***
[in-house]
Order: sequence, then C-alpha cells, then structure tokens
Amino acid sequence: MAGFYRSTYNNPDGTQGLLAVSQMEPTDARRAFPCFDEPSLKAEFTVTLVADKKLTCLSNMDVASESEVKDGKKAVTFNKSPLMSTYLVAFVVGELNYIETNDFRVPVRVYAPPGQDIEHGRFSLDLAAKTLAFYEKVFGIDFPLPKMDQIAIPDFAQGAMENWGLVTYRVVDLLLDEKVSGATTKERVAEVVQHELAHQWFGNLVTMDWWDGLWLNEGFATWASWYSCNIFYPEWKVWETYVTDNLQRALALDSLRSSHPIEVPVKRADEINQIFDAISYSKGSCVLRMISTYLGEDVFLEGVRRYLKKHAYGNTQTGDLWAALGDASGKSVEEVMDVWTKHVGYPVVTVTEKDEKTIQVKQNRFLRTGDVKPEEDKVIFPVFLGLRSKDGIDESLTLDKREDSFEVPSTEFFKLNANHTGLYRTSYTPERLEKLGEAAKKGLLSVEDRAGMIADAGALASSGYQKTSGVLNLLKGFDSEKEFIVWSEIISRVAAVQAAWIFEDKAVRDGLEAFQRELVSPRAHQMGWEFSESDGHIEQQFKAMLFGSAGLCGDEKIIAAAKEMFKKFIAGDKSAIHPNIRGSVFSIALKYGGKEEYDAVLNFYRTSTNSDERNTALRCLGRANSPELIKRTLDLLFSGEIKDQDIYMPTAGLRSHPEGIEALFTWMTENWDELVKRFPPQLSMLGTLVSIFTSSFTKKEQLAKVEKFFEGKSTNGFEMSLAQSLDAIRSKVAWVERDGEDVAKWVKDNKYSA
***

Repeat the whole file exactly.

[in-house]
Order: sequence, then C-alpha cells, then structure tokens
Amino acid sequence: MAGFYRSTYNNPDGTQGLLAVSQMEPTDARRAFPCFDEPSLKAEFTVTLVADKKLTCLSNMDVASESEVKDGKKAVTFNKSPLMSTYLVAFVVGELNYIETNDFRVPVRVYAPPGQDIEHGRFSLDLAAKTLAFYEKVFGIDFPLPKMDQIAIPDFAQGAMENWGLVTYRVVDLLLDEKVSGATTKERVAEVVQHELAHQWFGNLVTMDWWDGLWLNEGFATWASWYSCNIFYPEWKVWETYVTDNLQRALALDSLRSSHPIEVPVKRADEINQIFDAISYSKGSCVLRMISTYLGEDVFLEGVRRYLKKHAYGNTQTGDLWAALGDASGKSVEEVMDVWTKHVGYPVVTVTEKDEKTIQVKQNRFLRTGDVKPEEDKVIFPVFLGLRSKDGIDESLTLDKREDSFEVPSTEFFKLNANHTGLYRTSYTPERLEKLGEAAKKGLLSVEDRAGMIADAGALASSGYQKTSGVLNLLKGFDSEKEFIVWSEIISRVAAVQAAWIFEDKAVRDGLEAFQRELVSPRAHQMGWEFSESDGHIEQQFKAMLFGSAGLCGDEKIIAAAKEMFKKFIAGDKSAIHPNIRGSVFSIALKYGGKEEYDAVLNFYRTSTNSDERNTALRCLGRANSPELIKRTLDLLFSGEIKDQDIYMPTAGLRSHPEGIEALFTWMTENWDELVKRFPPQLSMLGTLVSIFTSSFTKKEQLAKVEKFFEGKSTNGFEMSLAQSLDAIRSKVAWVERDGEDVAKWVKDNKYSA